Foreclosures Jump 90% Over Last Year

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NEW YORK (Reuters) -- Home foreclosures in May jumped 90 percent from a year earlier, reflecting a poor spring housing market and foreshadowing even higher levels later in 2007, real estate data firm RealtyTrac said Tuesday.
The May foreclosures -- a sum of default notices, auction sale notices and bank repossessions -- totaled 176,137, up 19 percent from April, the firm said in its May 2007 U.S. Foreclosure Market Report.
"After

NEW YORK (Reuters) -- Home foreclosures in May jumped 90 percent from a year earlier, reflecting a poor spring housing market and foreshadowing even higher levels later in 2007, real estate data firm RealtyTrac said Tuesday.

The May foreclosures -- a sum of default notices, auction sale notices and bank repossessions -- totaled 176,137, up 19 percent from April, the firm said in its May 2007 U.S. Foreclosure Market Report.

"After a barely perceptible dip in April, foreclosure activity roared back with a vengeance in May," James Saccacio, chief executive officer of RealtyTrac, said in a statement.

"Such strong activity in the midst of the typical spring buying season could foreshadow even higher foreclosure levels later in the year," said Saccacio. "Certainly not every community nationwide is seeing an increase in foreclosures, but foreclosed properties are becoming more commonplace and adding to the downward pressure on home prices in many areas."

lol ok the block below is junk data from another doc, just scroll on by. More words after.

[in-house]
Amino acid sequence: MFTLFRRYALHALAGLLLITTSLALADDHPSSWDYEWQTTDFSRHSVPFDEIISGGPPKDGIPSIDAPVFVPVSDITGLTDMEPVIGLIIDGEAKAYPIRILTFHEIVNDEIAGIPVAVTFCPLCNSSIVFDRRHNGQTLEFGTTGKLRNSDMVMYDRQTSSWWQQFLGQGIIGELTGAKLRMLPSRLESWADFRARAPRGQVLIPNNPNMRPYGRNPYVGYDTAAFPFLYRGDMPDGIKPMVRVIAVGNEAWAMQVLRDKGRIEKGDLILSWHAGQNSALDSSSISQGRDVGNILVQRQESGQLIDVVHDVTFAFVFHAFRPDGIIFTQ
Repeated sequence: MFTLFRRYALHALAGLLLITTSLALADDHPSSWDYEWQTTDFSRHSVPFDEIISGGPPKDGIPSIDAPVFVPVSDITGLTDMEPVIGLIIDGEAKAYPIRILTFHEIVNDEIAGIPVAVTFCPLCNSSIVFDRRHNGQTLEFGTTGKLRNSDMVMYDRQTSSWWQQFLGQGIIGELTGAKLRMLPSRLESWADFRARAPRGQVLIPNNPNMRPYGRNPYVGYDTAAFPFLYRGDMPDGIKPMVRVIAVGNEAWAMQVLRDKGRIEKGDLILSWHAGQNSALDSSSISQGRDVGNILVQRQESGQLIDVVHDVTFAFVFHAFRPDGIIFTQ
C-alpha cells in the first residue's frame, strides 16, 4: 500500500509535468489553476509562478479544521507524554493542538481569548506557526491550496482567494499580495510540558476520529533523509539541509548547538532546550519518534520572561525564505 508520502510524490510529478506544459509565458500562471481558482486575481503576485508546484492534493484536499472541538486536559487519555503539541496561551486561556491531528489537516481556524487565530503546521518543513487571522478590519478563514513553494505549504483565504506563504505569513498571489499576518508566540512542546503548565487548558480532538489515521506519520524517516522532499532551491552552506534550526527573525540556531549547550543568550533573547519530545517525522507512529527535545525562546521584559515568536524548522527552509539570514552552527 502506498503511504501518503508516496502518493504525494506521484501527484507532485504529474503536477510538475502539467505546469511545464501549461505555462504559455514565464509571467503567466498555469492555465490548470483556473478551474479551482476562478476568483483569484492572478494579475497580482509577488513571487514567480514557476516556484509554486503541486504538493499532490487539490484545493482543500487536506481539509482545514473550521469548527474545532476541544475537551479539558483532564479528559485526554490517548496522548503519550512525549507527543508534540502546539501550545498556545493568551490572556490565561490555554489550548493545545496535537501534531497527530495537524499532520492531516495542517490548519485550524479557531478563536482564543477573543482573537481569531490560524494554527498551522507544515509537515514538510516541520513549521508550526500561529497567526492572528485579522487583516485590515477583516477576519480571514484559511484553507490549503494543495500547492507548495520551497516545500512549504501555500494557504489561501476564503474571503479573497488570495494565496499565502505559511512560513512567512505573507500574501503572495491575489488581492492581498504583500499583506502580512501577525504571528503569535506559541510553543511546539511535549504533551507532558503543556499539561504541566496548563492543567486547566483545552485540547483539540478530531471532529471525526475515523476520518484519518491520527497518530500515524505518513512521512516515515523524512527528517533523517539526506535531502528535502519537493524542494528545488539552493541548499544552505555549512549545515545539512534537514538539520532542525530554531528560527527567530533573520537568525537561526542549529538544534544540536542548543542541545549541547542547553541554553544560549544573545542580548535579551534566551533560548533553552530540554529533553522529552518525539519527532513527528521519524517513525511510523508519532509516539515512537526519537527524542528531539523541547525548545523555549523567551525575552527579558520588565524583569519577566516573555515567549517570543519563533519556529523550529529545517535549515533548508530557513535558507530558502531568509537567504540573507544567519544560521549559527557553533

RealtyTrac said there was a national foreclosure rate of one foreclosure filing for every 656 U.S. households during May.

Where the Growth Is -- and Isn't

The default rates in the subprime segment of the U.S. mortgage market, which caters to borrowers with poor credit histories, have jumped in recent months as the housing industry has slowed and prices have fallen.

More than two dozen lenders in the subprime mortgage sector have collapsed as rising defaults drove them out of business during a downturn in the housing market.

Market observers are keeping a watchful eye on the subprime crisis because it has triggered broader concerns that the fallout may spread to mainstream lenders and damage the economy.

A slowing housing market affects homebuilders, such as Centex (down $1.18 to $44.09, Charts, Fortune 500), Hovnanian Enterprises (down $0.86 to $20.31, Charts, Fortune 500) and Pulte (down $0.74 to $24.65, Charts, Fortune 500), as well as banks that make mortgage loans, such as < target="_blank" href="http://money.cnn.com/quote/quote.html?symb=BAC&source=story_quote_link">Bank of America (down $0.39 to $49.66, Charts, Fortune 500) and Wachovia (down $0.65 to $52.95, Charts, Fortune 500).

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